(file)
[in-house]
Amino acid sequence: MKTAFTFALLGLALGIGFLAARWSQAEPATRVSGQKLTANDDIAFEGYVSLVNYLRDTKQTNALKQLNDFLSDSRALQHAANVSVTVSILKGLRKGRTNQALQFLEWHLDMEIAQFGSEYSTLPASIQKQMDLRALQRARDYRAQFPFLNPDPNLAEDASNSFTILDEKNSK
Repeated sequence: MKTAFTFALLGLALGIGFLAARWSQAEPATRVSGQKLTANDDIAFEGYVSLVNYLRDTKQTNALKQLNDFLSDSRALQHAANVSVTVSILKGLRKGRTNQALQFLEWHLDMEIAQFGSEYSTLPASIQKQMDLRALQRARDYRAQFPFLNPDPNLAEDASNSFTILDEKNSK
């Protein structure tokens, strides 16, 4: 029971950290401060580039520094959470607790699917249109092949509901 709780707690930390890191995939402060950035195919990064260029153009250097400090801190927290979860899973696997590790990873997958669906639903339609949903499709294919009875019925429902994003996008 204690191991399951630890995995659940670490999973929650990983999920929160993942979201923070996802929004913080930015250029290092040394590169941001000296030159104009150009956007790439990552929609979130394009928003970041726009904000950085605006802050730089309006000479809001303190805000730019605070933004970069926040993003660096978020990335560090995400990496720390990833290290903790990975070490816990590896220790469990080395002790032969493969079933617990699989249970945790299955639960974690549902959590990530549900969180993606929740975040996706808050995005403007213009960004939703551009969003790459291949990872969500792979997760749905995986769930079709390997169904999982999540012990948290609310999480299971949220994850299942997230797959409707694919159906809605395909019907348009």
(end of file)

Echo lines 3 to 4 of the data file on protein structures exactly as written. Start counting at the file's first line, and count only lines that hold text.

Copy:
Repeated sequence: MKTAFTFALLGLALGIGFLAARWSQAEPATRVSGQKLTANDDIAFEGYVSLVNYLRDTKQTNALKQLNDFLSDSRALQHAANVSVTVSILKGLRKGRTNQALQFLEWHLDMEIAQFGSEYSTLPASIQKQMDLRALQRARDYRAQFPFLNPDPNLAEDASNSFTILDEKNSK
């Protein structure tokens, strides 16, 4: 029971950290401060580039520094959470607790699917249109092949509901 709780707690930390890191995939402060950035195919990064260029153009250097400090801190927290979860899973696997590790990873997958669906639903339609949903499709294919009875019925429902994003996008 204690191991399951630890995995659940670490999973929650990983999920929160993942979201923070996802929004913080930015250029290092040394590169941001000296030159104009150009956007790439990552929609979130394009928003970041726009904000950085605006802050730089309006000479809001303190805000730019605070933004970069926040993003660096978020990335560090995400990496720390990833290290903790990975070490816990590896220790469990080395002790032969493969079933617990699989249970945790299955639960974690549902959590990530549900969180993606929740975040996706808050995005403007213009960004939703551009969003790459291949990872969500792979997760749905995986769930079709390997169904999982999540012990948290609310999480299971949220994850299942997230797959409707694919159906809605395909019907348009």